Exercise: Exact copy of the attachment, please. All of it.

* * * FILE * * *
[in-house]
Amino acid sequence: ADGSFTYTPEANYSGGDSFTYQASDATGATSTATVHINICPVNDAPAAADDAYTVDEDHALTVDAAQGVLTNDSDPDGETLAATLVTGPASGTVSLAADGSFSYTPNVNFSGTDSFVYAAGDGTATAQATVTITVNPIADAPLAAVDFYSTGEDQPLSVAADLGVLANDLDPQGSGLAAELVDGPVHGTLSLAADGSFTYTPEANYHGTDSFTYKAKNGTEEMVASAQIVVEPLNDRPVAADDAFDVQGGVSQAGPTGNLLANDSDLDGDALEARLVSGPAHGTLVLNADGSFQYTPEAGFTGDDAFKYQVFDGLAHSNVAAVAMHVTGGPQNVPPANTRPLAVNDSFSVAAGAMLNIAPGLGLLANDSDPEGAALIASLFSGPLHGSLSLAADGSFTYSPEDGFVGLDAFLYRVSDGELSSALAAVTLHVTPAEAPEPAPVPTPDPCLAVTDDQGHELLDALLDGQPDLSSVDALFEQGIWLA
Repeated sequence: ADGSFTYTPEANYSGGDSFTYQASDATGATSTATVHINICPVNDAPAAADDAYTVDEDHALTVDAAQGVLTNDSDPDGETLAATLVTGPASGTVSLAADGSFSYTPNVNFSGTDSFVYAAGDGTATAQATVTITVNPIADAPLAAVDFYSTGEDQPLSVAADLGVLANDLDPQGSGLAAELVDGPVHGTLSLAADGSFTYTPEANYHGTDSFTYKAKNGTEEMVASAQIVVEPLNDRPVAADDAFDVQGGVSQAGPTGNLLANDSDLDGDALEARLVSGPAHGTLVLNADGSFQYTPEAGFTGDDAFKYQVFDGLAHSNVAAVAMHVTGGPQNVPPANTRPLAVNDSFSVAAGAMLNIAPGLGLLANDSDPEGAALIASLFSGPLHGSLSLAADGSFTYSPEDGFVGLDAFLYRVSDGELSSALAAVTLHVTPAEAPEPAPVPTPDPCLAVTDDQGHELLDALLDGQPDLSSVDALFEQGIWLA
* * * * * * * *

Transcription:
[in-house]
Amino acid sequence: ADGSFTYTPEANYSGGDSFTYQASDATGATSTATVHINICPVNDAPAAADDAYTVDEDHALTVDAAQGVLTNDSDPDGETLAATLVTGPASGTVSLAADGSFSYTPNVNFSGTDSFVYAAGDGTATAQATVTITVNPIADAPLAAVDFYSTGEDQPLSVAADLGVLANDLDPQGSGLAAELVDGPVHGTLSLAADGSFTYTPEANYHGTDSFTYKAKNGTEEMVASAQIVVEPLNDRPVAADDAFDVQGGVSQAGPTGNLLANDSDLDGDALEARLVSGPAHGTLVLNADGSFQYTPEAGFTGDDAFKYQVFDGLAHSNVAAVAMHVTGGPQNVPPANTRPLAVNDSFSVAAGAMLNIAPGLGLLANDSDPEGAALIASLFSGPLHGSLSLAADGSFTYSPEDGFVGLDAFLYRVSDGELSSALAAVTLHVTPAEAPEPAPVPTPDPCLAVTDDQGHELLDALLDGQPDLSSVDALFEQGIWLA
Repeated sequence: ADGSFTYTPEANYSGGDSFTYQASDATGATSTATVHINICPVNDAPAAADDAYTVDEDHALTVDAAQGVLTNDSDPDGETLAATLVTGPASGTVSLAADGSFSYTPNVNFSGTDSFVYAAGDGTATAQATVTITVNPIADAPLAAVDFYSTGEDQPLSVAADLGVLANDLDPQGSGLAAELVDGPVHGTLSLAADGSFTYTPEANYHGTDSFTYKAKNGTEEMVASAQIVVEPLNDRPVAADDAFDVQGGVSQAGPTGNLLANDSDLDGDALEARLVSGPAHGTLVLNADGSFQYTPEAGFTGDDAFKYQVFDGLAHSNVAAVAMHVTGGPQNVPPANTRPLAVNDSFSVAAGAMLNIAPGLGLLANDSDPEGAALIASLFSGPLHGSLSLAADGSFTYSPEDGFVGLDAFLYRVSDGELSSALAAVTLHVTPAEAPEPAPVPTPDPCLAVTDDQGHELLDALLDGQPDLSSVDALFEQGIWLA